|Shares Out. (in M):||484||P/E||8.27||7.21|
|Market Cap (in $M):||9,064||P/FCF||0||0|
|Net Debt (in $M):||0||EBIT||0||0|
Ally Financial is the legacy General Motors captive financial arm (formerly known as GMAC). GM sold 51% of the business to Cerberus in 2006 for $14 bn. During the financial crisis a spike in defaults, especially in the ResCap mortgage business that had been started in the mid-80s, resulted in the government injecting $17 bn into the company as part of the TARP. Since the crisis, ALLY has significantly restructured the business and now operates in two main segments:
1. Auto financing (asset side of B/S): Ally originated ~$41 bn of consumer loans for new, leased, and used cars in 2015. In addition to consumer financing, Ally provides dealer fleet financing and insurance (~30-35% of outstanding loans)
2. Online bank (liabilities side of B/S): Ally runs leading online bank with 1.1 mm customers and $55 bn deposits, making it a top 30 bank in U.S.
Ally has equity traded on the NYSE with a market cap of $9.1 bn, representing 0.7x TBV and 7.2x 2017E EPS.
Why Does Opportunity Exist?
Ally is trading at a significant discount to TBV for 3 primary reasons:
1. Auto cycle concerns: SAAR peaked in late 2015 at 18.1 mm, above pre-crisis levels, and recent releases have been down up to 5% since then. Declining auto sales could impact Ally’s ability to maintain / grow originations. In addition to sales, there is concern over potential deterioration in credit quality in the auto sector. This is particularly in the sub-prime sector, which some believe could be akin to the sub-prime mortgage bubble.
2. Loss of GM & Chrysler business: GM & Chrysler made up ~87 of originations in 2012. Since then, both have moved to shift significant business to their captive financing arms (Chrysler subvent in 2013, GM subvent and leases in 2015), which poses a headwind to Ally’s ability to continue to grow originations
3. Continued bailout overhang: Ally doesn’t “screen well” due to large restructuring expenses, high cost debt and preferred equity, and inability to distribute funds to common equity holders due to government regulations. These legacies of the crisis will be running off by the end of 2016
· Post-restructuring, ALLY has a very strong balance sheet
o Auto loans among best consumer credits and had lowest default rate in crisis (<3% vs. 5.5% for mortgage, 9% credit card)
o ~85% of ALLY’s consumer auto loans are to prime borrowers
o Nearly half (and growing) of funding from low cost deposits, which give Ally an advantage vs. debt-funded competitors
· TBV should grow meaningfully in near-term as final stages of restructuring are completed
o Ally paid down most of government preferred equity in 2015 (remainder in ’16), adding ~$0.24 to EPS going forward
o Nearly $800 mm of “repositioning” costs in last 3 years will allow for a much lower efficiency ratio going forward
o Additional $7 bn of high cost debt that will be refinanced over time, adding $0.34+ to EPS
o Capital returns to common are beginning 2H16 via share buybacks and dividends ($0.08/sh payable in Aug 2016)
· Concern over auto credit quality overblown – difficult to imagine Ally’s TBV declining even with a credit crisis repeat
o Biggest concerns in sub-prime space, where Ally has a very small presence
o Competitors much more exposed to sub-prime – possible competitive advantage if Ally able to better weather downturn
o Even if a repeat of crisis happens, provision would rise to ~2% and Ally would still have positive net income, flat / growing TBV, and would be worth today’s stock price at 0.6x TBV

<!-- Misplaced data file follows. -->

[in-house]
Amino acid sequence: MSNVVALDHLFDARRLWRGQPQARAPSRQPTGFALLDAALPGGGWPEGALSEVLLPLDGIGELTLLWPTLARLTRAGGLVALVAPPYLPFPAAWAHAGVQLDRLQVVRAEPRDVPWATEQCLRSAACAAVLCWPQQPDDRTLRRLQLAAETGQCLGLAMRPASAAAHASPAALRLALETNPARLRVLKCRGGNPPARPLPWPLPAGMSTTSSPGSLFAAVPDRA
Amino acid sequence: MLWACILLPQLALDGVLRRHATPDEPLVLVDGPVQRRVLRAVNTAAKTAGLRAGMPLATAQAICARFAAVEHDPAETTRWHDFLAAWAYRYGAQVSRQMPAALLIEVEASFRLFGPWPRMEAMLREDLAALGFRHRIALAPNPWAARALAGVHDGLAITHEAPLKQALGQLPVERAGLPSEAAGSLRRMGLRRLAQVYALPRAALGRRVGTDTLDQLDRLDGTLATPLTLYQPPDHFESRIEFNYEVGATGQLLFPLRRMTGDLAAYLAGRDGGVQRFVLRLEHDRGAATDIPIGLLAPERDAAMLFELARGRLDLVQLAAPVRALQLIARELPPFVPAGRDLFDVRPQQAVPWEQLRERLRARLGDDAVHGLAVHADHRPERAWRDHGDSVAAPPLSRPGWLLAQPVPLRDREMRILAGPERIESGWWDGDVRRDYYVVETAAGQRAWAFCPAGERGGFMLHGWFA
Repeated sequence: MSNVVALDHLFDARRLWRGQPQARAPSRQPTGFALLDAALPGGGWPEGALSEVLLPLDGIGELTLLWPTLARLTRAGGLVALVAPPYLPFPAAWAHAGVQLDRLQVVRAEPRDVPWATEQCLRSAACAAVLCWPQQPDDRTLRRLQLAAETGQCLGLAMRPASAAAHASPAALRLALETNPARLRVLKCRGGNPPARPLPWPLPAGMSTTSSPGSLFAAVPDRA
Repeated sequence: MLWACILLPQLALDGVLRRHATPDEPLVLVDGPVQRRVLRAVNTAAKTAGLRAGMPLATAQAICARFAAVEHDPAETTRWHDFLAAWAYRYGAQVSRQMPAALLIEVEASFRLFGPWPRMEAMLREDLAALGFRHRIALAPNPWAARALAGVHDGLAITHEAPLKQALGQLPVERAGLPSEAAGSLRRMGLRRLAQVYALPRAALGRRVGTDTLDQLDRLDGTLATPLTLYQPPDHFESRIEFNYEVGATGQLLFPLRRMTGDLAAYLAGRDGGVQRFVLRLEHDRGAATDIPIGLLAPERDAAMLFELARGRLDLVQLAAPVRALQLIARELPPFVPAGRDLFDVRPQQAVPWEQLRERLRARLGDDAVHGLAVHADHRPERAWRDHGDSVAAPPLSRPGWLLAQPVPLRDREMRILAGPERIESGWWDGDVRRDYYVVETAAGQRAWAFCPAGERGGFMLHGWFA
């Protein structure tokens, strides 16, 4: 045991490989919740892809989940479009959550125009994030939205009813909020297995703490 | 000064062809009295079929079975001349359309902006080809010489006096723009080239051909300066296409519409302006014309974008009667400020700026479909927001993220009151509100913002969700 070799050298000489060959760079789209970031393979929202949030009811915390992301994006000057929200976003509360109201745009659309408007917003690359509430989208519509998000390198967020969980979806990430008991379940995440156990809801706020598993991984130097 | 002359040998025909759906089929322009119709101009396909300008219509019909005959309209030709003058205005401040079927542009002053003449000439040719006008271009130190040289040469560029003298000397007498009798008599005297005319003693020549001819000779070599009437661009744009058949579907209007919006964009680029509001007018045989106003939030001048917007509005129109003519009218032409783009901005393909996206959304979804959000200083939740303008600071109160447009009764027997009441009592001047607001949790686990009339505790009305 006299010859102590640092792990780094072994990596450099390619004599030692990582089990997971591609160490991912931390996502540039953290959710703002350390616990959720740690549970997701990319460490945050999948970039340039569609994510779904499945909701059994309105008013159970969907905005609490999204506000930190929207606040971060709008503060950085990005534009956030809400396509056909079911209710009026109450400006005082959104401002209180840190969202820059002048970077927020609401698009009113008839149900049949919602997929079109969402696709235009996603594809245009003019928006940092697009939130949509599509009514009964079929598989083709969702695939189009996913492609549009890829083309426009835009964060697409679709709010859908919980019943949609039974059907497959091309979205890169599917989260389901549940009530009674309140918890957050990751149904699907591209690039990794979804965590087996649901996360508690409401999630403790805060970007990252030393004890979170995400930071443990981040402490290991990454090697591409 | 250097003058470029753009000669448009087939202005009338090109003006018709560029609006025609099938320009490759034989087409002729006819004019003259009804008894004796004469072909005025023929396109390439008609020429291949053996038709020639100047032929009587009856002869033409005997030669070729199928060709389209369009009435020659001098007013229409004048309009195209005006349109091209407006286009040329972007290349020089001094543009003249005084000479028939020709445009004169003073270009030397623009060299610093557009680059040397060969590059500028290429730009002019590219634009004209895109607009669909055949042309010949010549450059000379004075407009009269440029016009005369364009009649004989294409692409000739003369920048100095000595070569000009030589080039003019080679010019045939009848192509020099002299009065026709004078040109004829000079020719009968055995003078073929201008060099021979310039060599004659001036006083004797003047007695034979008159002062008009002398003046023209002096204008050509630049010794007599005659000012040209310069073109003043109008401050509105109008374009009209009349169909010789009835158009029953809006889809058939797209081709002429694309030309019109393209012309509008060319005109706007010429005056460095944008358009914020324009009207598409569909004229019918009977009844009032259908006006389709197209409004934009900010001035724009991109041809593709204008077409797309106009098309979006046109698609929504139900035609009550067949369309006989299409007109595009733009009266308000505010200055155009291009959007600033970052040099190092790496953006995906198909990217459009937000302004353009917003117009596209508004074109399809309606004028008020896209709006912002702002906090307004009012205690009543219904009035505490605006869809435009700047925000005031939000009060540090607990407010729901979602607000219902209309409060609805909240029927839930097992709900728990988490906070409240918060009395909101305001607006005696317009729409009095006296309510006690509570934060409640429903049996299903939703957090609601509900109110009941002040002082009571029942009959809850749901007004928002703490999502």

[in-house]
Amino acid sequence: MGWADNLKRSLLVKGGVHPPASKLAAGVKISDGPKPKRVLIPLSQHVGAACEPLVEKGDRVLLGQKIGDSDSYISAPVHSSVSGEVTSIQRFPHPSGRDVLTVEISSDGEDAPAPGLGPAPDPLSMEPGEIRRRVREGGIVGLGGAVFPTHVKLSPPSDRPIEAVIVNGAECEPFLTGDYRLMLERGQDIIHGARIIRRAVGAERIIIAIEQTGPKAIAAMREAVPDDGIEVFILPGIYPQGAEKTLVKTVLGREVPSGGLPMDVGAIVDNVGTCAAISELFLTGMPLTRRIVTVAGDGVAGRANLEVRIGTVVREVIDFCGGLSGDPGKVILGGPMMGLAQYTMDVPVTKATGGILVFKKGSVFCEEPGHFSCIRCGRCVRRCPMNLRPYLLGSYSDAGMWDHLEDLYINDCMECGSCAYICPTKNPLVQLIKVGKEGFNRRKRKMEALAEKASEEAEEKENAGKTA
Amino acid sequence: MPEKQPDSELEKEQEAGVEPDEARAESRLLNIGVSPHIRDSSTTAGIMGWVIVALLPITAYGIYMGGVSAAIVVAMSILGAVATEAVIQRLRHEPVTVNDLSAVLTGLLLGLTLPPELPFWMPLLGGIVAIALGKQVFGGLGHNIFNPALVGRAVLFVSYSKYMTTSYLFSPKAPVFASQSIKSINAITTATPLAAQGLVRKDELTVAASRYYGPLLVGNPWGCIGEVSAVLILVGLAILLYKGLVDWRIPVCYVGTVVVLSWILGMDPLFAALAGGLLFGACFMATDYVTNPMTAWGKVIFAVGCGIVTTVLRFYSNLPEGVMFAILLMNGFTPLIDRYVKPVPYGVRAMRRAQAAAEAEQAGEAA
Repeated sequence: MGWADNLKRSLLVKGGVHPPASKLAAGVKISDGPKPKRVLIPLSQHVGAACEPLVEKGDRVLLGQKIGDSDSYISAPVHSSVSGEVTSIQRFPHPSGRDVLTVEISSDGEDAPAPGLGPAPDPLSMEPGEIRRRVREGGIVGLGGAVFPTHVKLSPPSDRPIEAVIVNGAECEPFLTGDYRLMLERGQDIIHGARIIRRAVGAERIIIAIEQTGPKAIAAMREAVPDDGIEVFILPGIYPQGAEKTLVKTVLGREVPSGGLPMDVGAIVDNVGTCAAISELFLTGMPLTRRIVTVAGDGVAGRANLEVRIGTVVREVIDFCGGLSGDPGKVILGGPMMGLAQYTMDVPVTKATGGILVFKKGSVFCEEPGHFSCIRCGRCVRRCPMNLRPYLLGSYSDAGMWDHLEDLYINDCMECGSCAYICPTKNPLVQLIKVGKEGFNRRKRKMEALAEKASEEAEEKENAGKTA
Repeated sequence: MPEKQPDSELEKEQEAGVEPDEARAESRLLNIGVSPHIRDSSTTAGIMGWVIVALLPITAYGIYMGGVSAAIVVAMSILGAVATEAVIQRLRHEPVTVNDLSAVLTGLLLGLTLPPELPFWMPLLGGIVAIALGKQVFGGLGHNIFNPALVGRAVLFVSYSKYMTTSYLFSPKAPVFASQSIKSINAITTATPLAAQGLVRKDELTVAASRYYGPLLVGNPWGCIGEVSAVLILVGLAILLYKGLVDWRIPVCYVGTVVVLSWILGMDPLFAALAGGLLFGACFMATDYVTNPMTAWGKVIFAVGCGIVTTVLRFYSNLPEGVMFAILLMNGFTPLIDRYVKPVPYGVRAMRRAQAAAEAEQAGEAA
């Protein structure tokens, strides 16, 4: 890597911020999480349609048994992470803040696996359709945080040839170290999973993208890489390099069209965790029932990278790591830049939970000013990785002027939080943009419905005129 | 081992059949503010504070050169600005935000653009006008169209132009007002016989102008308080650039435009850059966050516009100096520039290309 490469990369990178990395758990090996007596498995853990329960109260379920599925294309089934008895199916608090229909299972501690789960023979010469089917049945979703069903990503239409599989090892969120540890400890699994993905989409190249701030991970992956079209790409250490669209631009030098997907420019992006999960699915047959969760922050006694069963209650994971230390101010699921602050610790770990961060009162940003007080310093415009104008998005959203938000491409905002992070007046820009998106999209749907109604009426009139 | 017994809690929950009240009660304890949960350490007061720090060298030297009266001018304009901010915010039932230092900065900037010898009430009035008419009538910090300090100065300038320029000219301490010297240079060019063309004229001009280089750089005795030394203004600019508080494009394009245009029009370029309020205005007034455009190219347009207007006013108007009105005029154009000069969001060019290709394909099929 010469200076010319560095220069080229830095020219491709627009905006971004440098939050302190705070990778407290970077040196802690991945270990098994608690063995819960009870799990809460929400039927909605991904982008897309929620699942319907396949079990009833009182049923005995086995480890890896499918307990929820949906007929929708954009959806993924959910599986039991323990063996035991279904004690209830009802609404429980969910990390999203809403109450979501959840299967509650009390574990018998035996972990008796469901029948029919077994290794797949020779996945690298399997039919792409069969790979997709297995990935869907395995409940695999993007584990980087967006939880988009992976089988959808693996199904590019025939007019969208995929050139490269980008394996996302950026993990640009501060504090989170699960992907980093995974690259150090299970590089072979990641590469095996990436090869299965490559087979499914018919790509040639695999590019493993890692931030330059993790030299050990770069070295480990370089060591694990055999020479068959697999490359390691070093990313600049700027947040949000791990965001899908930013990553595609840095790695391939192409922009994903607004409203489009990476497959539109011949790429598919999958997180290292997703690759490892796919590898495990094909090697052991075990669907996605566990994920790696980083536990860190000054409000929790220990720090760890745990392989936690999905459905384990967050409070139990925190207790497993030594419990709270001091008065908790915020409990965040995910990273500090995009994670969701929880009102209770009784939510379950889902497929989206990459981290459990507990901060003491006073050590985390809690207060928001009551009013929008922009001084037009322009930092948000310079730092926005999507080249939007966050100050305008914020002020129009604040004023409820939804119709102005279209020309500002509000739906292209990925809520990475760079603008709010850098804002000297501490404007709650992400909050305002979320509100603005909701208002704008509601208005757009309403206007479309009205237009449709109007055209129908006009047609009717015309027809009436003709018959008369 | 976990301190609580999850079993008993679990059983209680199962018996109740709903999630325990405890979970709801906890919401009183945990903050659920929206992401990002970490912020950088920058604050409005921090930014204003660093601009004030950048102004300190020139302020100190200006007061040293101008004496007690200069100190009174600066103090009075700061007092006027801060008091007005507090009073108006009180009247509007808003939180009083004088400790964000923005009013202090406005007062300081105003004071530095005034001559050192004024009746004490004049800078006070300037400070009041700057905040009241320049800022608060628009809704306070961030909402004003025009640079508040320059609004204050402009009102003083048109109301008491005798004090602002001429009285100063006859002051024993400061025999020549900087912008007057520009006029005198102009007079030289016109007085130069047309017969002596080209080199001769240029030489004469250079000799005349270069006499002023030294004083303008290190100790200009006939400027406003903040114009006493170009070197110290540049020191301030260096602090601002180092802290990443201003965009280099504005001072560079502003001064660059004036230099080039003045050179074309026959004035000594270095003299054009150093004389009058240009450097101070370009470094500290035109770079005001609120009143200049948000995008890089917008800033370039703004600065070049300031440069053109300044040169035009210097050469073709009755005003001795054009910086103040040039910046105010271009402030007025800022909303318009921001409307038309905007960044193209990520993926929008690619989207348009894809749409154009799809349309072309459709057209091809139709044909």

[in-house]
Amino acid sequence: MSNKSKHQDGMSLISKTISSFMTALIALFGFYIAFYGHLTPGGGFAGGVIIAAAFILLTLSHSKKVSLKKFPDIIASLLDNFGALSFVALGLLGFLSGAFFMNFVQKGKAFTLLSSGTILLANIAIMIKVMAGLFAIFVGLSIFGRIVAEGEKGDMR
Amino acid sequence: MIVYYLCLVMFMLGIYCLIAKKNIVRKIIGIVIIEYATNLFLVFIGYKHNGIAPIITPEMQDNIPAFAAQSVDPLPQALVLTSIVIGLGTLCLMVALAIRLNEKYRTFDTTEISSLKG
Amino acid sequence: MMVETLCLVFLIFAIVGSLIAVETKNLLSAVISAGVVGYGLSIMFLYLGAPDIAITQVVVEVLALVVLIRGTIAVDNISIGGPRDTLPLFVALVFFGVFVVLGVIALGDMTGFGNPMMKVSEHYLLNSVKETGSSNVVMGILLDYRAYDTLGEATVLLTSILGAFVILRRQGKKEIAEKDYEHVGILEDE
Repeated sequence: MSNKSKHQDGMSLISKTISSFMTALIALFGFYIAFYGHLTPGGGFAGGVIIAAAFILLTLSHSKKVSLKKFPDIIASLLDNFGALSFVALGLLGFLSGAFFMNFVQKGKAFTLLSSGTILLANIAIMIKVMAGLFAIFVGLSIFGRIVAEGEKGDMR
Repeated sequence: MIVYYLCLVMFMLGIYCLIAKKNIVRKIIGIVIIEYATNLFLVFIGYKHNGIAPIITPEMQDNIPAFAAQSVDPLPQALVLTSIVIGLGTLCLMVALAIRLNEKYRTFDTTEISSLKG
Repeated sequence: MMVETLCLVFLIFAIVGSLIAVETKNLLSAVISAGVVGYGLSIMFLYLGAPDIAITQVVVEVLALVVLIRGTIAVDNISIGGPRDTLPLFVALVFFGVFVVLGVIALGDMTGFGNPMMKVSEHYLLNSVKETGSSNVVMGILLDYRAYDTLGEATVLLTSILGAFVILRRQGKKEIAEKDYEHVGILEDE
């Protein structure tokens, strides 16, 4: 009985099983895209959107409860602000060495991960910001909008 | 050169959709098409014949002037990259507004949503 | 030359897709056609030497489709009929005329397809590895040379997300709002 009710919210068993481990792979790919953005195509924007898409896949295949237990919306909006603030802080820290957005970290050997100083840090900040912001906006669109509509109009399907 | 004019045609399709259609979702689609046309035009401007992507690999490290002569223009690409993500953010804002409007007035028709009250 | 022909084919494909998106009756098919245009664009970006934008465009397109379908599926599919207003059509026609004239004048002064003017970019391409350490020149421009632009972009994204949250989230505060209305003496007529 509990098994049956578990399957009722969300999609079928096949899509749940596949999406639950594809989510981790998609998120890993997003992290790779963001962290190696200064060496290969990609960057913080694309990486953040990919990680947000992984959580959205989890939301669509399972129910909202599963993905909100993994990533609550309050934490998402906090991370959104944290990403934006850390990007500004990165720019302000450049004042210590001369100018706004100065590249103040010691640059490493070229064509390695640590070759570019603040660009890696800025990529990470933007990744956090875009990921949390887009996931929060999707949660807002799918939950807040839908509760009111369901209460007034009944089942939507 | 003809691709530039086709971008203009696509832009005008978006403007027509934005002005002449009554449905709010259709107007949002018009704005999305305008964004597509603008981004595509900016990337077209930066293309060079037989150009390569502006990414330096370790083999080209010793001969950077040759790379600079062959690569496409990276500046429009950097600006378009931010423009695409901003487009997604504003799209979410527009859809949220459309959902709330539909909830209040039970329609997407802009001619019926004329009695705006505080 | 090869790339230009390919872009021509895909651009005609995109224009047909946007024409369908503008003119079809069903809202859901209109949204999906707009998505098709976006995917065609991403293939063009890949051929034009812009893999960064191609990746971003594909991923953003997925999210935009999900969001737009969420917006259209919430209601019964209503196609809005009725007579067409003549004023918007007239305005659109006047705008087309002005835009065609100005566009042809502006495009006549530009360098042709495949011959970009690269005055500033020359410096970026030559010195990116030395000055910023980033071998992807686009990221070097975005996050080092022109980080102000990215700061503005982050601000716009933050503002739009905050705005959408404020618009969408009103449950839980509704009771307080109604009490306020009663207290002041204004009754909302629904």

Where Could We Be Wrong?
While Ally is well situated to weather a potential downturn in the auto cycle, a large decline in auto sales and deteriorating credit quality would likely weigh on the stock. Ally could experience a period of low / zero net income if required to raise provisions substantially, and this would likely cause the company to delay capital returns to shareholders. In that environment, the stock could continue trading at a discount to TBV.
Ally is also facing significant competition in the fragmented auto financing space. While it is the market leader, it has only ~6% market share and competes with a number of large banks and auto companies’ captive financing arms. If auto manufacturers (especially GM and Chrysler) try to direct more volume to their captives, it could hurt Ally’s ability to grow. In that environment, Ally may need to look elsewhere to grow its loan portfolio, and expanding outside its core competency in prime auto loans could present a challenge.
- 3Q and 4Q earnings will show continuing modest/contained exposure to subprime auto
- Return on tangible common equity (ROTCE) will trend towards low-teens, catalyzing P/TBV multiple expansion
- Dividends ($0.08c/ sh payable in August) and share buybacks
- Shareholder rotation into investors that value the stable cash flow stream, dividends, diversified banking model, at higher P/TBV and P/E multiples
|Subject||Quantifying the Downside|
|Entry||08/09/2016 05:56 PM|
Have you attempted a granular model of how the turning of the auto cycle would affect ALLY?
I have seen several sell-side models (as well as CCAR) show that even a "severely adverse" scenario would only be a 1-2 year blip in ALLY's earnings, but I've not been satisfied with how those analyses treat residual values (i.e., it is not clear to me that these models are capturing the negative feedback loop that would occur in such a scenario).
On a related note, how much would you speculate that the market's low valuation of ALLY is due to:
a) a granular, nuanced understanding of how ALLY's earnings & equity would be impaired by a turn in the auto cycle
b) a vague desire to avoid auto credit
c) terminal value fears stemming from a driverless car future